[LMB] OT: Fictional Electronic Obsolescence

Gwynne Powell gwynnepowell at hotmail.com
Fri Feb 17 00:06:55 GMT 2012

> From: Howard Brazee howard at brazee.netSnips
> I've never quite "gotten" cloud computing.   I do have some back-ups on the web, as well as on multiple computers and back-up drives.    And I understand but don't use services that hold my music library on the Web where I could access them from anywhere.   But to me it's cheaper to have more memory on my device than to have more 3G access.    I also have my own books and my own movies.   Those costs and benefits will change though.
> But I see that people and especially generations change.    New generations won't care whether they own a physical copy of a movie.   Not when they can watch that movie whenever and wherever they want.     People use Google and Amazon and everything else on the Web, despite giving those companies significant control over what you see.    So what if it knows you watch porn, or like SF or like turnips?     I see each generation moving more towards not caring about physical copies.   It's easier.

I think you're right about generational change. Different generations
 see the net differently. And the world, of course.

My grandmother saw two world wars, the Great Depression and early
 widowhood with three kids to raise. She recycled in a way that would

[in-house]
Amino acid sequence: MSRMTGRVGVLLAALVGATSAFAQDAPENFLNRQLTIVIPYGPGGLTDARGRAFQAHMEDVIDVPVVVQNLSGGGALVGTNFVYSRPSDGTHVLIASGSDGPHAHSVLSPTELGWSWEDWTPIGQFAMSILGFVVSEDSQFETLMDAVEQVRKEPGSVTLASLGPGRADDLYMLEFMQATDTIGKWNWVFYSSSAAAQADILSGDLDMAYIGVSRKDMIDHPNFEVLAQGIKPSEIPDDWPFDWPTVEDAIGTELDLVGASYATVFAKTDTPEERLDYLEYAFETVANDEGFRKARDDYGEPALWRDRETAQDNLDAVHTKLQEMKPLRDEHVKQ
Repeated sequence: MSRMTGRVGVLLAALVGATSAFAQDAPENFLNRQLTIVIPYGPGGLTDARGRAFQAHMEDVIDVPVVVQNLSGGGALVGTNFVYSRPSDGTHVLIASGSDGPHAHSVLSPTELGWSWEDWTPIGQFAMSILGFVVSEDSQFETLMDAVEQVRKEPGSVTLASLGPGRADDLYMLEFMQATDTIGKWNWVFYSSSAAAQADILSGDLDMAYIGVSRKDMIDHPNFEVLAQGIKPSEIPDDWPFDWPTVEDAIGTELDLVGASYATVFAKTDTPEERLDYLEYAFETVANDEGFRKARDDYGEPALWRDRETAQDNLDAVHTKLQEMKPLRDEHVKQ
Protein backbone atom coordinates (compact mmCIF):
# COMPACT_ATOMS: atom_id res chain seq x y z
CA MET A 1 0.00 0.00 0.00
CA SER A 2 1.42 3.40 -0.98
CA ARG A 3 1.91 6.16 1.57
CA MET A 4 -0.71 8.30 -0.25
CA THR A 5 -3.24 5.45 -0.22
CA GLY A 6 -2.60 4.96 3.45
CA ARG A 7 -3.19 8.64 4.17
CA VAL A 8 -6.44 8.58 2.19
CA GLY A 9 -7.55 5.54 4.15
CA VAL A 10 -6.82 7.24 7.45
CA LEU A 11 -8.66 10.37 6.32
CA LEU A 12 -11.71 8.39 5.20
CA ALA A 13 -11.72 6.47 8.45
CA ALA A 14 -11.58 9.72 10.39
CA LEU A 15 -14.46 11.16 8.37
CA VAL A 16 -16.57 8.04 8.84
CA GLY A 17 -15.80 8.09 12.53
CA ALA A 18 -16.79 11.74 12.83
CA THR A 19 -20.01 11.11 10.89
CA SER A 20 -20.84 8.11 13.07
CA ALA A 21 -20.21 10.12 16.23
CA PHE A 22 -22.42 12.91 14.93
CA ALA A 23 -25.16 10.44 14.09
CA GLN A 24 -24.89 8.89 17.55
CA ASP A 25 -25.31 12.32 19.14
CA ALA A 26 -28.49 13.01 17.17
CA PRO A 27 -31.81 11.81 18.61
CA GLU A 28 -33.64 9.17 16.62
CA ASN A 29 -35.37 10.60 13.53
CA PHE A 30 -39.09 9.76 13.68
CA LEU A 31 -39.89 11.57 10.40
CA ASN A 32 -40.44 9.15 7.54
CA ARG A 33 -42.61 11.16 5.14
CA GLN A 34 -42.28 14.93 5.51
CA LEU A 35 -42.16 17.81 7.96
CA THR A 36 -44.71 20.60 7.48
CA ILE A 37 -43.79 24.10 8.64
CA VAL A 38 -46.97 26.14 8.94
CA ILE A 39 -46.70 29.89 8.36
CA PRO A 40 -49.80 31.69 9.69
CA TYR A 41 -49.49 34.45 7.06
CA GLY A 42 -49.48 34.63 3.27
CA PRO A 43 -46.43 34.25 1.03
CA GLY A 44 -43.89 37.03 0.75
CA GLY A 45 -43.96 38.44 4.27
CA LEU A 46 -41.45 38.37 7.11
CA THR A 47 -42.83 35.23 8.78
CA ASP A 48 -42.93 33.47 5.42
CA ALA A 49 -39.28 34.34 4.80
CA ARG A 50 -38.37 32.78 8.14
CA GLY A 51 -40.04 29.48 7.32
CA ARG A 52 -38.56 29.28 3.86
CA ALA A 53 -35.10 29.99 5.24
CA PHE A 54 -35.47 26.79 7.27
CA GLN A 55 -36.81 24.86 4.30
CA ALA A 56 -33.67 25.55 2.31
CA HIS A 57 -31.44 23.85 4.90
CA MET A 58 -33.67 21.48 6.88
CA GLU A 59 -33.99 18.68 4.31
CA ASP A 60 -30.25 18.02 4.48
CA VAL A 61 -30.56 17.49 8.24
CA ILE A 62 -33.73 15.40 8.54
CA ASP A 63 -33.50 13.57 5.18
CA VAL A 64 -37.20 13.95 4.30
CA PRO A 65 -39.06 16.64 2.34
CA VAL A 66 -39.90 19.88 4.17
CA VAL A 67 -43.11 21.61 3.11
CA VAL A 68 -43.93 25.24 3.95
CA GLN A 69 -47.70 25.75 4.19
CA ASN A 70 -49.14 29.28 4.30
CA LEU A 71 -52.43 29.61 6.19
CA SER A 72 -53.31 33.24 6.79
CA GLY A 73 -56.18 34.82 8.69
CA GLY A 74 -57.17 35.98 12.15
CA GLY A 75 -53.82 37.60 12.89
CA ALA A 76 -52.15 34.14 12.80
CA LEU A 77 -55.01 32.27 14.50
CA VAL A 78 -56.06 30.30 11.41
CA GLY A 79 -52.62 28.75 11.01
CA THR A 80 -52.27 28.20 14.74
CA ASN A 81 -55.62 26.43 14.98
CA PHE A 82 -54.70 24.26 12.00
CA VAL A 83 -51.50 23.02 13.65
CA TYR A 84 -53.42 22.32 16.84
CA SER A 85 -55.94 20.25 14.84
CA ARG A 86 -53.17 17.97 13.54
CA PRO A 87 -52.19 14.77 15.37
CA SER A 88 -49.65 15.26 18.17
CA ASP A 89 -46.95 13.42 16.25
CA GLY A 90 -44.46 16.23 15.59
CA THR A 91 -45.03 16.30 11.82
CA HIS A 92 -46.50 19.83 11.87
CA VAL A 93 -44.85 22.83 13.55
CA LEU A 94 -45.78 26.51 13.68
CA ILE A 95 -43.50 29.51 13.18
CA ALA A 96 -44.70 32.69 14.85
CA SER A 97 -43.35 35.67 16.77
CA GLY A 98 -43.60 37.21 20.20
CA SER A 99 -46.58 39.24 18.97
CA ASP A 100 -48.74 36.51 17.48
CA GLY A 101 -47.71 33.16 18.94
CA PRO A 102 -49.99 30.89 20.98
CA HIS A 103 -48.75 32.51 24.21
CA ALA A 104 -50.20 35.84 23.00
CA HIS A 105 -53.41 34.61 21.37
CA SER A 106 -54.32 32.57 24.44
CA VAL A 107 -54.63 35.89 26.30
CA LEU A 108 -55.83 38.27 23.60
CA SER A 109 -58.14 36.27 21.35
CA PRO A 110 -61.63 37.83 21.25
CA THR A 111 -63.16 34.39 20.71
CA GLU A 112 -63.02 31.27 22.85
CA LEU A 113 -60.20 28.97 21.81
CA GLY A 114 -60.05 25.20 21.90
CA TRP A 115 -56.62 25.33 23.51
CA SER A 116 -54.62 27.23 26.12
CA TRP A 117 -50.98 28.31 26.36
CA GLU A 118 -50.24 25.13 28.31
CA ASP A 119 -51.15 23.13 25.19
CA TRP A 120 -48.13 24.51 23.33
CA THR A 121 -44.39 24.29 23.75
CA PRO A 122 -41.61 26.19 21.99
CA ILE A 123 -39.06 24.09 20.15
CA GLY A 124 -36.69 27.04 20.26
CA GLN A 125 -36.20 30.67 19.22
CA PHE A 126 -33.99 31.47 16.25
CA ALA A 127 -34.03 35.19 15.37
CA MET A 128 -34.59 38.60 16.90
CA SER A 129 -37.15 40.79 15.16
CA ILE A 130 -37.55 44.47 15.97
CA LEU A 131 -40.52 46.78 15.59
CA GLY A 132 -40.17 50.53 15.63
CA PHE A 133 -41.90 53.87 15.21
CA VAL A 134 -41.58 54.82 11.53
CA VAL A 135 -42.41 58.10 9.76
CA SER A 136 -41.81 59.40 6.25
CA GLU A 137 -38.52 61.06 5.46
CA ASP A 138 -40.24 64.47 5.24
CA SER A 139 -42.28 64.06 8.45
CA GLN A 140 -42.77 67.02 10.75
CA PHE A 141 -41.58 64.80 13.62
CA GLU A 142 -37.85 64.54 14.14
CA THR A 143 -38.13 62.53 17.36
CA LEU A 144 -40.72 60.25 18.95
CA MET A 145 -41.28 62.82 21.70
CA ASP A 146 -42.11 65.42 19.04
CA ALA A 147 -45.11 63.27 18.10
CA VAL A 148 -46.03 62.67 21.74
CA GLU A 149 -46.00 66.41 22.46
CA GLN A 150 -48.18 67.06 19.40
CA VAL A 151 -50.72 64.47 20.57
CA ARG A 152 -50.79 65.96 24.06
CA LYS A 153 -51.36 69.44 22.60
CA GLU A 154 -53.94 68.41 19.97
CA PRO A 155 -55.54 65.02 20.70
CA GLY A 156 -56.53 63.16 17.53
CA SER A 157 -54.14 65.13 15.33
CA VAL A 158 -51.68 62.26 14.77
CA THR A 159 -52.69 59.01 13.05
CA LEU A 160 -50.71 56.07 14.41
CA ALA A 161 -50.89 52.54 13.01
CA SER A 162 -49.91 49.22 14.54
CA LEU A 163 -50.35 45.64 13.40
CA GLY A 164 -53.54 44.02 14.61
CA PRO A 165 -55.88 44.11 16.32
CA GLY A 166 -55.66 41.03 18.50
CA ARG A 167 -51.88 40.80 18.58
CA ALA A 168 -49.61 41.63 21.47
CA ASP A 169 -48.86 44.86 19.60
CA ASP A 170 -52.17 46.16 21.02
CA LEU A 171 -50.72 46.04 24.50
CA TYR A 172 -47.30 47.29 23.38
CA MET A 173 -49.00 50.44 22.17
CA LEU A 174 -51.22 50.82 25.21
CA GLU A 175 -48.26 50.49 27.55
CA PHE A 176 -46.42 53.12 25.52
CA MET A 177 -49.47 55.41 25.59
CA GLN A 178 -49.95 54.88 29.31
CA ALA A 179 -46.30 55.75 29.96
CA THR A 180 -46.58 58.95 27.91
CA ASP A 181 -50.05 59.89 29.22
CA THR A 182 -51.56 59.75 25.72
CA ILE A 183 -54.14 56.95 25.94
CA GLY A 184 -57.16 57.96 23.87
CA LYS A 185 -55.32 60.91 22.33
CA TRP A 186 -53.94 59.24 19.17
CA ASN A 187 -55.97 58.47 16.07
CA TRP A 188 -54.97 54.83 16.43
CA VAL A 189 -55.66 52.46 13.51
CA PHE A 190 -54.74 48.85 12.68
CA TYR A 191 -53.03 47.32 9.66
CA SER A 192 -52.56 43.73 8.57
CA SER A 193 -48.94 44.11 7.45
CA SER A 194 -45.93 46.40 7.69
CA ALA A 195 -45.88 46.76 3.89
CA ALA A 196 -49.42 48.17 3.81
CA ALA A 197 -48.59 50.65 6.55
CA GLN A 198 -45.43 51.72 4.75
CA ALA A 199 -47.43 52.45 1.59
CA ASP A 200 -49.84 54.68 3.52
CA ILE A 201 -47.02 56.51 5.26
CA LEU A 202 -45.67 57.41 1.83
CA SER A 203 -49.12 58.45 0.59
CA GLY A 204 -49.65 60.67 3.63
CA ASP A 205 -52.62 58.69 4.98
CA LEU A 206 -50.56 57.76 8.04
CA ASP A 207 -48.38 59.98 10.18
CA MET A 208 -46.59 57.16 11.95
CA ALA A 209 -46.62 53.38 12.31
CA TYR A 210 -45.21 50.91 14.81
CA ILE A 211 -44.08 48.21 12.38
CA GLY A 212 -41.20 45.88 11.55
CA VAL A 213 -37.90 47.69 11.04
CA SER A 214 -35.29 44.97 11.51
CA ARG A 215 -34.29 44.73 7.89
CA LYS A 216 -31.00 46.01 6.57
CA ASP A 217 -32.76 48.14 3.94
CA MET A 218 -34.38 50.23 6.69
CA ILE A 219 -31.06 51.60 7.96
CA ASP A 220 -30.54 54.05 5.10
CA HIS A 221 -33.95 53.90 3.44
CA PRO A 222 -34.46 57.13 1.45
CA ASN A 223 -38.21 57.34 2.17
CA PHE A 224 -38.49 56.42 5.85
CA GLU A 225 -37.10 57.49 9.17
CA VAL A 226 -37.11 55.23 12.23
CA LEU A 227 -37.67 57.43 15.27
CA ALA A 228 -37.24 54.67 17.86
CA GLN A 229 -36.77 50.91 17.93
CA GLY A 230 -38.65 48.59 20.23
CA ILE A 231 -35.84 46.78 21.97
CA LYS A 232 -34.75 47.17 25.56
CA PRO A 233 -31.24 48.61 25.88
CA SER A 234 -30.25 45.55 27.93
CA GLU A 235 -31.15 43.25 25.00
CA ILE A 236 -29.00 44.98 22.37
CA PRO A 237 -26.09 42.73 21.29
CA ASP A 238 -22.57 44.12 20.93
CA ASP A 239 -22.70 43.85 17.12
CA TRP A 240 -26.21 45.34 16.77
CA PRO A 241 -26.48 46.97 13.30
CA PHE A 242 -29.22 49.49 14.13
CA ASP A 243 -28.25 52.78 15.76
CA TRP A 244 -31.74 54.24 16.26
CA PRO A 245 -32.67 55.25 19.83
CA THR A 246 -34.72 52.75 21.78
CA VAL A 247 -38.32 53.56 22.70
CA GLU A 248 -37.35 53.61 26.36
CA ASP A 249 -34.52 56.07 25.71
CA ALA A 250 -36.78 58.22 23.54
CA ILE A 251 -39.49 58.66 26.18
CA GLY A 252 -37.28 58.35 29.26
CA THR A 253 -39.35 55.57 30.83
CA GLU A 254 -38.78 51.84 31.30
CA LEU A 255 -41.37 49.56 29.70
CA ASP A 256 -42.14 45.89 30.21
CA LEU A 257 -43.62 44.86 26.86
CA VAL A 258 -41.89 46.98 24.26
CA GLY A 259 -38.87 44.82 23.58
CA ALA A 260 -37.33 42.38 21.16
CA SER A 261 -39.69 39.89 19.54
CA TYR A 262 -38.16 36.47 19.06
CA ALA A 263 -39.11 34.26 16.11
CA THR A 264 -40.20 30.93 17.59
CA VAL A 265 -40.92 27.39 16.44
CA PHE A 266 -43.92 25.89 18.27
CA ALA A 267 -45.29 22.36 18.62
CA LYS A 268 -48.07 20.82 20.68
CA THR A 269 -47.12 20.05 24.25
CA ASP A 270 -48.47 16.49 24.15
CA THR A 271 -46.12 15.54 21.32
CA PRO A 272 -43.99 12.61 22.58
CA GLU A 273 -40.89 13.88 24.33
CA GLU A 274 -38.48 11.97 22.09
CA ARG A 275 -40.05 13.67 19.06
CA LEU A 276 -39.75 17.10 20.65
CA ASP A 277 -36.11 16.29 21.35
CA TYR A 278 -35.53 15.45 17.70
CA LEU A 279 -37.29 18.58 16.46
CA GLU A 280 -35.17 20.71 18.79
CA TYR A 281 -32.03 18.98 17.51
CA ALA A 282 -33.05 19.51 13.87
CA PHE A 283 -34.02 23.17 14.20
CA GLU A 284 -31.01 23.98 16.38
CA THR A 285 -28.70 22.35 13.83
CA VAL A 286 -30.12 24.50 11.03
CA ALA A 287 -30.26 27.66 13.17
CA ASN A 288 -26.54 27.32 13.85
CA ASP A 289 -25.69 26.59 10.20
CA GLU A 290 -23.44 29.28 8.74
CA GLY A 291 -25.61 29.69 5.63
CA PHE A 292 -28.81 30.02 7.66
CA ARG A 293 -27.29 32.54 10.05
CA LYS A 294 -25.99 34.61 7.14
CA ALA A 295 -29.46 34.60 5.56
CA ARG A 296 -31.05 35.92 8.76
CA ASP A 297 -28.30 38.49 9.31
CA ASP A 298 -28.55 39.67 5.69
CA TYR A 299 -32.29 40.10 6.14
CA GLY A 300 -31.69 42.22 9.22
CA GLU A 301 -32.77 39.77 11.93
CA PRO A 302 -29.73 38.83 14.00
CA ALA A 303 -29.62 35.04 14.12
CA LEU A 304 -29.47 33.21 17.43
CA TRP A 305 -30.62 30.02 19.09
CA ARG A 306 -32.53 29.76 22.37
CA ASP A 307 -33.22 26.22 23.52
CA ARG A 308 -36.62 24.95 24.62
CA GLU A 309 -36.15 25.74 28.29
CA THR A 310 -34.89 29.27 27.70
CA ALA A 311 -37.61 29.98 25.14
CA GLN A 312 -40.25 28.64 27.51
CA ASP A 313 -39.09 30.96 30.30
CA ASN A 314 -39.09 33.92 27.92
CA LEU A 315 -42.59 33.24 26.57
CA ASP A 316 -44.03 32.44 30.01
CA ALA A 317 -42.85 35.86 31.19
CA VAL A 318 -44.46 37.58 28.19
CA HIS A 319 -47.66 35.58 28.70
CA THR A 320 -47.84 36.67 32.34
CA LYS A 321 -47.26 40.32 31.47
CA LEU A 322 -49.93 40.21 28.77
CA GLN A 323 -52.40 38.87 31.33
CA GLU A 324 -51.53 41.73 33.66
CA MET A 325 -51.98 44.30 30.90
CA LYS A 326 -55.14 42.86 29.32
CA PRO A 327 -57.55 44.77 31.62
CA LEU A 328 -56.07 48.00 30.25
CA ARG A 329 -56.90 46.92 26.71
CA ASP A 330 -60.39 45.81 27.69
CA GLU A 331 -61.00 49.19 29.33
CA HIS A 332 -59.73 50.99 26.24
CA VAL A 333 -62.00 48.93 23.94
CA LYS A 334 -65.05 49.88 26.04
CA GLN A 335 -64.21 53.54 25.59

put the most ferocious environmentalists today to shame. She saved
 food, she hid things for a rainy day - because she knew there would
 be a rainy day coming along.

Those of us who remember a world BC (Before Computers) have 
survived all the crashes, the blackout that came just before we saved
two hour's work, the glitches and the day when we lost everything 
because our computer blew up.

The kids who grew up with computers live their lives online, sharing
personal information in ways that astound me. They seem to have 
total, and completely insane, trust of the net and everyone on it. They
trust the Cloud. Those of us who've lived through countless disasters
are just waiting for the world-wide scream of dismay when it all goes
horribly wrong.


PS - You know you're old when a teenager asks you what dial-up means.

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